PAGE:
In addition to the annual conference, the Authority participates in MMASC’s signature events throughout the year to engage with local leaders regarding risk management and learn about government officials’ priorities.
“The California JPIA is a valued MMASC partner. Through their sponsorship and their involvement in MMASC events, it’s clear that the California JPIA is dedicated to educating and serving the needs of Southern California’s government professionals,” said Nick Gonzalez, MMASC President.
For more information about MMASC, visit www.mmasc.org.
California Tort Claim Analysis and Reform
By Norm Lefmann, Assistant Executive Officer
The California Association of Joint Powers Authorities (CAJPA) is a state-wide association for risk-sharing pools and the state’s leading voice for JPAs. As part of its advocacy for pools like the California JPIA, CAJPA is heading an effort to understand rising California public sector tort claim costs.
At the same time, all appearances point to a hardening excess and reinsurance market. These carriers play a vital role in working with pools by allowing them to lay off risk in a fiscally prudent manner, resulting in lower coverage costs for pool members.
Given the acceleration of large judgments and deep pocket settlements, carriers that work with pools are increasing retentions or carving out certain coverage lines while delivering sharp premium increases.
As such, CAJPA is initiating a tort liability project that would develop the data needed to validate these increases, quantify the impact, and identify the losses that are at the root of the problem. This project will be a multi-year effort that also seeks to determine potential strategies that would lead to legislative reform.
Briefly, the project will begin by collecting ground up data from risk-sharing pools and other public entities, including larger self-insured cities. An actuarial analysis will then be performed to project ultimate costs for the past 10 years. It is estimated that approximately 100,000 claims will be included in this phase of the project.
From this data, closed files with a total paid value of $500,000 or greater will be identified and subjected to in an in‐depth analysis. Early estimates are that 3,000 claims will be included. A methodology will be created to help agencies that provided data capture critical additional information. This analysis will serve as the statewide baseline of tort liability claims.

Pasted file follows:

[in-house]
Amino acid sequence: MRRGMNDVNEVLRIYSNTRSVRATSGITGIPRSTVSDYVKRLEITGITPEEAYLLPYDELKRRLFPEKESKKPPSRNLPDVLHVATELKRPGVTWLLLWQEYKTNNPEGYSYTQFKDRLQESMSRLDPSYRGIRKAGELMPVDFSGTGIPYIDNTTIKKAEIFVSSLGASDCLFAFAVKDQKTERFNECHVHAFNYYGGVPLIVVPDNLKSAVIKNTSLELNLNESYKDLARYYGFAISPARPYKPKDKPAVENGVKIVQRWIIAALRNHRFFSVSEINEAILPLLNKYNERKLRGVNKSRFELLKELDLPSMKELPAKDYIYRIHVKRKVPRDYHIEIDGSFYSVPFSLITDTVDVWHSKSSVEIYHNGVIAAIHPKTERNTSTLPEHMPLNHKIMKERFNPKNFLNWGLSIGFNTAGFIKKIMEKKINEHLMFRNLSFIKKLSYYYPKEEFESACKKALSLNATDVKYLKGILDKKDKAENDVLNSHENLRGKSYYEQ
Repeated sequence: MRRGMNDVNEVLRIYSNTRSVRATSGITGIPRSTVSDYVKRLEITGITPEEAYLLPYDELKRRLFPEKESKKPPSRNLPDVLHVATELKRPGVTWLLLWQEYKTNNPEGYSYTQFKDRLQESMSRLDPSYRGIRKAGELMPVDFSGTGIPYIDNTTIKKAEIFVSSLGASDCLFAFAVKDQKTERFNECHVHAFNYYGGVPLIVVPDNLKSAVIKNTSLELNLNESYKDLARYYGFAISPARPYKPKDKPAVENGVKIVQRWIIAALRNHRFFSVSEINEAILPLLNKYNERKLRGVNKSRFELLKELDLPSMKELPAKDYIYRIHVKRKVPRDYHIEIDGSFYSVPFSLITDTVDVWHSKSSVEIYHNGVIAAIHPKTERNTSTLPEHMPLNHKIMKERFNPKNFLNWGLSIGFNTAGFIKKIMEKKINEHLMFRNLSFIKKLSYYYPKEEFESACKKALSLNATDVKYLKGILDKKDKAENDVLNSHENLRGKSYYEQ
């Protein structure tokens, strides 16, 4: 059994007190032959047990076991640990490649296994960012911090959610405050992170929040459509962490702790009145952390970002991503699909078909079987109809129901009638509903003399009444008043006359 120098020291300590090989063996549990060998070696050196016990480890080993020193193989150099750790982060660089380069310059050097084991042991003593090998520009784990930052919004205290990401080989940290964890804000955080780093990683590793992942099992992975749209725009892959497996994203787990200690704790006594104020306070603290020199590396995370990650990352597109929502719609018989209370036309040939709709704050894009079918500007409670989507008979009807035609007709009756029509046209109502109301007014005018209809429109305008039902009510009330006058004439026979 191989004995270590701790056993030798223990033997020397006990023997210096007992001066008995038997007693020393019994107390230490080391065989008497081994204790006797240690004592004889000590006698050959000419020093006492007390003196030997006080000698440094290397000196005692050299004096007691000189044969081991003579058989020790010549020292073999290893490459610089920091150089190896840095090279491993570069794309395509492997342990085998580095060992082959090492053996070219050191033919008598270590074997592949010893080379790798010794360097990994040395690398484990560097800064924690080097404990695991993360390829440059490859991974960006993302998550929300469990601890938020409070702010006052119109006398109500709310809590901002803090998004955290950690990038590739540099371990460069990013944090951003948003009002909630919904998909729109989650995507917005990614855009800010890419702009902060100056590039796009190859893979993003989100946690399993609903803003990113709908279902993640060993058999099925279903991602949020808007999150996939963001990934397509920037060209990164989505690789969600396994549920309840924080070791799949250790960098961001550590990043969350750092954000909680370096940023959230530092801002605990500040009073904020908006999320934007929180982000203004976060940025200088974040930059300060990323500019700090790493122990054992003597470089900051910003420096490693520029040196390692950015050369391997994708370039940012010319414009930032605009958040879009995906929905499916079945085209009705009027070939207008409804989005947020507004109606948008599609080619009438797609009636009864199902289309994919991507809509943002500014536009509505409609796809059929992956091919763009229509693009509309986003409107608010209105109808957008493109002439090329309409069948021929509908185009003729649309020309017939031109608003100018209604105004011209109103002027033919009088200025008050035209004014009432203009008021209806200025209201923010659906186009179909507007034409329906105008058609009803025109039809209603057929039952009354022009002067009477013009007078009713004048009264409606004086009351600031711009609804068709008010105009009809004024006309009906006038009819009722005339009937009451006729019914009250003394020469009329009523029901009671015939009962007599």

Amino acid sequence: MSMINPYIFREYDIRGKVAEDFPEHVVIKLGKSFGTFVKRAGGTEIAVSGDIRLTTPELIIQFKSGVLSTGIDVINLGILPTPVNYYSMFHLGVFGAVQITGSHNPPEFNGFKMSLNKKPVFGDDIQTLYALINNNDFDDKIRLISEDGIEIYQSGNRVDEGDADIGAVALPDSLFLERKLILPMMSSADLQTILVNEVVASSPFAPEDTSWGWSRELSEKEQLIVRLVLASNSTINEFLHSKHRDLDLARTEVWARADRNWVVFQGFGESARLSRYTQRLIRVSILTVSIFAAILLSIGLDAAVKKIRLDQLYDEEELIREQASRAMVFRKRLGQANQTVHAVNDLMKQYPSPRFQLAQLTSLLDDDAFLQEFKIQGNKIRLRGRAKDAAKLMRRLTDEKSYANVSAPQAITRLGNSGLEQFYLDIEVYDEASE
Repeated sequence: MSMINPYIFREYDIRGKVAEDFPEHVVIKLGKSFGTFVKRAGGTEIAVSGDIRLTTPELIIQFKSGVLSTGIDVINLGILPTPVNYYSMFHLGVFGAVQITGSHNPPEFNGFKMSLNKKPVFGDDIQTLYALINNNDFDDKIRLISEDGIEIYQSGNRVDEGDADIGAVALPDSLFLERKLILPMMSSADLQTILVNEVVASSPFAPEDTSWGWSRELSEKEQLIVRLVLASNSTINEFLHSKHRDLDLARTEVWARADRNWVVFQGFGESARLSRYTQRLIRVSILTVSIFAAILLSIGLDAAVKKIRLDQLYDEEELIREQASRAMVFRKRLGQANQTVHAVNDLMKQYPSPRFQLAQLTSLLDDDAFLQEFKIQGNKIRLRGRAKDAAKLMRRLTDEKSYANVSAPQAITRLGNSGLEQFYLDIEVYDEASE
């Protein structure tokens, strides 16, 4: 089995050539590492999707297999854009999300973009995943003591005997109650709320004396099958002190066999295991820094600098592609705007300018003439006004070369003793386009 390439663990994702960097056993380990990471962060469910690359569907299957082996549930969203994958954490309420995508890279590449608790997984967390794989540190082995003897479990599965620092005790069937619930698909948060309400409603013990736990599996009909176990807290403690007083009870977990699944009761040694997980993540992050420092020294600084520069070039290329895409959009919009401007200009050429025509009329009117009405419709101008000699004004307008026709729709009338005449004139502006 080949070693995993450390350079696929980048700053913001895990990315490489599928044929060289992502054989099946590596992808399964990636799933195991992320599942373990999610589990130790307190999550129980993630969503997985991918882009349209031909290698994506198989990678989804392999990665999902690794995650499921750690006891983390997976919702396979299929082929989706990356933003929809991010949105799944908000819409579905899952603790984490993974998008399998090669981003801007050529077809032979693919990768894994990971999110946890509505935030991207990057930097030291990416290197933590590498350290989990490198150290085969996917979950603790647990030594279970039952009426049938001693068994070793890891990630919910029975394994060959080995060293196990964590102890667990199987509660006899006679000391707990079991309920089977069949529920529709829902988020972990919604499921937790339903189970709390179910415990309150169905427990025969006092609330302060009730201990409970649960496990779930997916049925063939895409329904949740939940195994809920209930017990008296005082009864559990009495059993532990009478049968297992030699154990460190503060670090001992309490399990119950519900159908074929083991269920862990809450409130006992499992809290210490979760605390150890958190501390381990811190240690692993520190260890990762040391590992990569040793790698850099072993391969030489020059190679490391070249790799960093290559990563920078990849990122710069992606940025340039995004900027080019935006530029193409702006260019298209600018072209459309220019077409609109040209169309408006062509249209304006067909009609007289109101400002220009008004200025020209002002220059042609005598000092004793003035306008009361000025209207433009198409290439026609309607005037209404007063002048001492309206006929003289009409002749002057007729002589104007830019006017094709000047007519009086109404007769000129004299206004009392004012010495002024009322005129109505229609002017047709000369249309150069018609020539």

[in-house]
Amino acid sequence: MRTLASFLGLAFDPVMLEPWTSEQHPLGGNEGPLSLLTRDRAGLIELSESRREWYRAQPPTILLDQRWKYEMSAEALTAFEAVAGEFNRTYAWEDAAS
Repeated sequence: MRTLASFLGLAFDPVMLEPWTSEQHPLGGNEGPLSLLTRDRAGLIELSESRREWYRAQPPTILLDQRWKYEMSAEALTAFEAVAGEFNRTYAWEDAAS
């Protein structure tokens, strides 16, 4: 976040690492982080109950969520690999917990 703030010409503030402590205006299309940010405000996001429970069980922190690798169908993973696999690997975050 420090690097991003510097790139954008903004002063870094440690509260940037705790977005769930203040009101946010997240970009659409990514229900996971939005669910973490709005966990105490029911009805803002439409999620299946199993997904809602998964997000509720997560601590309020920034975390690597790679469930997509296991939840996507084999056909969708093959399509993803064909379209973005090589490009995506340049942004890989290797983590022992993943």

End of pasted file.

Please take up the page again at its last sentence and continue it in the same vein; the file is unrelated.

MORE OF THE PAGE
Aon Public Sector Pooling has been hired to serve as the technical lead for this project. This will allow access to government affairs professionals and subject matter experts, and will also utilize actuarial professionals that are recognized industry leaders.
The California JPIA will continue to keep members apprised of this project and its progress. Please direct any questions to Norm Lefmann, Assistant Executive Officer.
Americans with Disabilities Act Financing Program
By Abraham Han, Administrative Analyst
The California JPIA is currently accepting applications for the second year of the Americans with Disabilities Act (ADA) Financing Program. This program provides members with an opportunity to obtain funding that might otherwise be difficult to procure for ADA transition plan development or the removal of ADA-related barriers.
The program is in the second year of a five-year period, with an annual call for applications.
Members selected to receive funds through the ADA Financing Program must repay the amount, plus interest, with level annual payments of principal and interest over a five-year term. Additional details regarding the requirements and terms of the program are outlined in the ADA Financing Program application.
The application can be found here, and it is in a fillable PDF format. It is highly recommended to download a copy of the application so that partial progress in completing an application can be saved.
Applications will be accepted until January 15, 2020. After this date, members will need to reapply during the next application cycle. All members will be notified of their application status by March 4, 2020.
This program is part of a larger coordinated effort to help members make progress towards compliance with the Americans with Disabilities Act.
If you have any questions about the ADA Financing Program or the Authority’s other ADA-related programs and resources, please contact Abraham Han, Administrative Analyst.
Governor Signs Assembly Bill 5 Into Law, Codifying the Dynamex ABC Test for Independent Contractors
By Megan Lieber and David Nauss, Collins, Collins, Muir and Stewart
California Governor Newsom recently signed Assembly Bill 5 (AB 5), which codifies the test used to determine if a worker is an employee or an independent contractor and added several exceptions and clarifications.
In April 2018, the California Supreme Court created a new three-part test to establish whether a worker is an employee or independent contractor with its decision in Dynamex Operations West, Inc. v. Superior Court of Los Angeles. Previously, courts weighed a range of factors to determine independent contractor classifications. In Dynamex, the Supreme Court introduced a three-element ABC test.